“California has to get a handle on its cost drivers or approve higher rates if it wants to keep carriers here,” Raymond Tittmann, an attorney with TittmannWeix who advises insurers, told Law360. “Costs of material andlabor are high and rising, regulators are aggressive, the legislature expands the scope of coverage mid-term, nuclear verdicts drive overlarge settlements, and commensurate rates are not approved,” he said.
For his part, Tittmann said he believed that competition in the California market has already declined with the insurer departures, affecting the price of and ability to secure coverage. People who have relationships with carriers are getting declined, he said.
“I think it’s always the case that when the market shrinks, the leverage shifts to the carrier, and therefore the prices are going to go up,” Tittmann said.
While insurance professionals maintain that market conditions and climate change-driven disasters will continue to challenge carriers, analysts have also said that the industry as a whole remains well-capitalized. Insurers this year are holding onto nearly $1 trillion in policyholder surplus — a financial cushion that represents how much money insurers have remaining after subtracting their liabilities from assets.
That surplus offers a more nuanced picture of an industry that has still recorded above-average underwritinglosses in recent years, contributing to “hard market” rate increases. In the first quarter of the year, commercial property premium prices increased by 20.4%, the largest among lines of insurance including general liability, commercial auto, and umbrella, according to a May report from the Council of Insurance Agents and Brokers.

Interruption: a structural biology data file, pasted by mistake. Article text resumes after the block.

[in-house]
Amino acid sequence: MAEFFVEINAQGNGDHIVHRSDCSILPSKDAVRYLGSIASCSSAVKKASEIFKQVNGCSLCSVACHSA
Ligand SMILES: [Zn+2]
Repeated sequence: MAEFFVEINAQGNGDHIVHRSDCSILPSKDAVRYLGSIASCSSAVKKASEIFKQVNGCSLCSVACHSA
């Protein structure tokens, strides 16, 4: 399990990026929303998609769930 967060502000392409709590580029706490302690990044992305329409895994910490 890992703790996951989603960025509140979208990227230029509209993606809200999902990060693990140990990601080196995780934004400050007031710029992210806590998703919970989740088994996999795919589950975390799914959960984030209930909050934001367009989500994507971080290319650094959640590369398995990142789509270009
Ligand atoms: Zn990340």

Those underwriting losses have been attributed partly to natural disasters like hurricanes and wildfires, but also to losses from winter storms and out-of-season wind storms. Still, industry observers say big insurers like State Farm, Allstate, and Farmers are unlikely to go insolvent, unlike some smaller carriers in disaster-prone states.
In California, a state highly vulnerable to destructive wildfires given its history of drought, development in high-risk areas, and inadequate forest management, attention will turn this week to the question of allowing new models for pricing fire risks.
While insurance experts and risk professionals have advocated for the use of catastrophe models in underwriting risk, consumer advocates have warned that such a policy could result in higher rates for policyholders, especially those in high-risk areas, and state regulators have concerns over the transparency of private models.
Still, the use of such models in underwriting is permitted in other states, and the California Earthquake Authority, which provides earthquake insurance to over a million policyholders in California, is able to use such models under its founding law.
In a media briefing Tuesday that partly focused on the use of catastrophe models, Richard Gibson, a property and climate expert with the American Academy of Actuaries, said “insurers will have to rethink how they providecoverage to better assess risk and work with regulators so they can offer the coverage needed to consumers.”
Even if regulators do permit such models in policy pricing, as they suggested they would ahead of Thursday’s workshop, it’s far from clear the insurance industry won’t seek further reforms before major players like StateFarm and Allstate return to the market. Farmers’ move, experts say, has only added to the pressure on state regulators.
–Editing by Nick Petruncio.